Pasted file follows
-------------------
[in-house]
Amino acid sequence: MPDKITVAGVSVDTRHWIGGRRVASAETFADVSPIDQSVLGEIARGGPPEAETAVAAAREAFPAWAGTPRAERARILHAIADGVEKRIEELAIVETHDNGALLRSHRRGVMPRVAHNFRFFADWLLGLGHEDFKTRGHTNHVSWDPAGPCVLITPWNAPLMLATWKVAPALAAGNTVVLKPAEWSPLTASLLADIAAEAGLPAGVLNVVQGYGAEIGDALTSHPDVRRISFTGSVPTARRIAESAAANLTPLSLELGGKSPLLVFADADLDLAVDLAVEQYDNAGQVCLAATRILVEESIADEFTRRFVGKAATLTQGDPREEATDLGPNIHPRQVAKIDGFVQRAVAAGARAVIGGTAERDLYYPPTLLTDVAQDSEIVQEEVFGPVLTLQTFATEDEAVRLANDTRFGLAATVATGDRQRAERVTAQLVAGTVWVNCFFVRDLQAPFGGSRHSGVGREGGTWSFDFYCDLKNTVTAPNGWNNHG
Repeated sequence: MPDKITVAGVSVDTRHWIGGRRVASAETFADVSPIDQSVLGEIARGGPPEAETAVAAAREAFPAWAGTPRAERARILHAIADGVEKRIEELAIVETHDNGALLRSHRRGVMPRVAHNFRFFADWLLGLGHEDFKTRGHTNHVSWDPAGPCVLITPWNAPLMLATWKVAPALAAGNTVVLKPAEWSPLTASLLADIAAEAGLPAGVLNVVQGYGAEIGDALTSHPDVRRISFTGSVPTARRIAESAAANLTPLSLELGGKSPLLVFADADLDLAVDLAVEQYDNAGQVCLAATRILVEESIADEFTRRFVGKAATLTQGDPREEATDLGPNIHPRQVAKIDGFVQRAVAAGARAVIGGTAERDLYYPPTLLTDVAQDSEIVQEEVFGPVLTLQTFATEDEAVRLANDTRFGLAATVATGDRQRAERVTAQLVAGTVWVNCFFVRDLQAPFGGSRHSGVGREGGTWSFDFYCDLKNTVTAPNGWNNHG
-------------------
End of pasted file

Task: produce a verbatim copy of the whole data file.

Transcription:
[in-house]
Amino acid sequence: MPDKITVAGVSVDTRHWIGGRRVASAETFADVSPIDQSVLGEIARGGPPEAETAVAAAREAFPAWAGTPRAERARILHAIADGVEKRIEELAIVETHDNGALLRSHRRGVMPRVAHNFRFFADWLLGLGHEDFKTRGHTNHVSWDPAGPCVLITPWNAPLMLATWKVAPALAAGNTVVLKPAEWSPLTASLLADIAAEAGLPAGVLNVVQGYGAEIGDALTSHPDVRRISFTGSVPTARRIAESAAANLTPLSLELGGKSPLLVFADADLDLAVDLAVEQYDNAGQVCLAATRILVEESIADEFTRRFVGKAATLTQGDPREEATDLGPNIHPRQVAKIDGFVQRAVAAGARAVIGGTAERDLYYPPTLLTDVAQDSEIVQEEVFGPVLTLQTFATEDEAVRLANDTRFGLAATVATGDRQRAERVTAQLVAGTVWVNCFFVRDLQAPFGGSRHSGVGREGGTWSFDFYCDLKNTVTAPNGWNNHG
Repeated sequence: MPDKITVAGVSVDTRHWIGGRRVASAETFADVSPIDQSVLGEIARGGPPEAETAVAAAREAFPAWAGTPRAERARILHAIADGVEKRIEELAIVETHDNGALLRSHRRGVMPRVAHNFRFFADWLLGLGHEDFKTRGHTNHVSWDPAGPCVLITPWNAPLMLATWKVAPALAAGNTVVLKPAEWSPLTASLLADIAAEAGLPAGVLNVVQGYGAEIGDALTSHPDVRRISFTGSVPTARRIAESAAANLTPLSLELGGKSPLLVFADADLDLAVDLAVEQYDNAGQVCLAATRILVEESIADEFTRRFVGKAATLTQGDPREEATDLGPNIHPRQVAKIDGFVQRAVAAGARAVIGGTAERDLYYPPTLLTDVAQDSEIVQEEVFGPVLTLQTFATEDEAVRLANDTRFGLAATVATGDRQRAERVTAQLVAGTVWVNCFFVRDLQAPFGGSRHSGVGREGGTWSFDFYCDLKNTVTAPNGWNNHG